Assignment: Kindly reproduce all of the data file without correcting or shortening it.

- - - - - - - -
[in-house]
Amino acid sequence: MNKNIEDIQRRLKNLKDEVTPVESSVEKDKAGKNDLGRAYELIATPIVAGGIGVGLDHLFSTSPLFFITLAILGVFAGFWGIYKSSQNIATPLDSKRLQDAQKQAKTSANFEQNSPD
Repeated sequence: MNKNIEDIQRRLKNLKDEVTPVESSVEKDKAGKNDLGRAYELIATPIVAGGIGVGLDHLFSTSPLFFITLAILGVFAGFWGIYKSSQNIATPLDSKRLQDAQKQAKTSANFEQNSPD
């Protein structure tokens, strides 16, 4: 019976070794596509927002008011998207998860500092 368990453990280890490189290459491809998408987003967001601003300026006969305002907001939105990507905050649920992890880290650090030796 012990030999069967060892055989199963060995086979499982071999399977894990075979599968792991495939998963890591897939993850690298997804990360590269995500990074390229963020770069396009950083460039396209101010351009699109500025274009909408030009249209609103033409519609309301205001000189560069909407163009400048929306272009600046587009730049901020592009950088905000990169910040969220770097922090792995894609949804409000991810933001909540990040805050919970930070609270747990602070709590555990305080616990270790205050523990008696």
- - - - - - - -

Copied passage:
[in-house]
Amino acid sequence: MNKNIEDIQRRLKNLKDEVTPVESSVEKDKAGKNDLGRAYELIATPIVAGGIGVGLDHLFSTSPLFFITLAILGVFAGFWGIYKSSQNIATPLDSKRLQDAQKQAKTSANFEQNSPD
Repeated sequence: MNKNIEDIQRRLKNLKDEVTPVESSVEKDKAGKNDLGRAYELIATPIVAGGIGVGLDHLFSTSPLFFITLAILGVFAGFWGIYKSSQNIATPLDSKRLQDAQKQAKTSANFEQNSPD
């Protein structure tokens, strides 16, 4: 019976070794596509927002008011998207998860500092 368990453990280890490189290459491809998408987003967001601003300026006969305002907001939105990507905050649920992890880290650090030796 012990030999069967060892055989199963060995086979499982071999399977894990075979599968792991495939998963890591897939993850690298997804990360590269995500990074390229963020770069396009950083460039396209101010351009699109500025274009909408030009249209609103033409519609309301205001000189560069909407163009400048929306272009600046587009730049901020592009950088905000990169910040969220770097922090792995894609949804409000991810933001909540990040805050919970930070609270747990602070709590555990305080616990270790205050523990008696």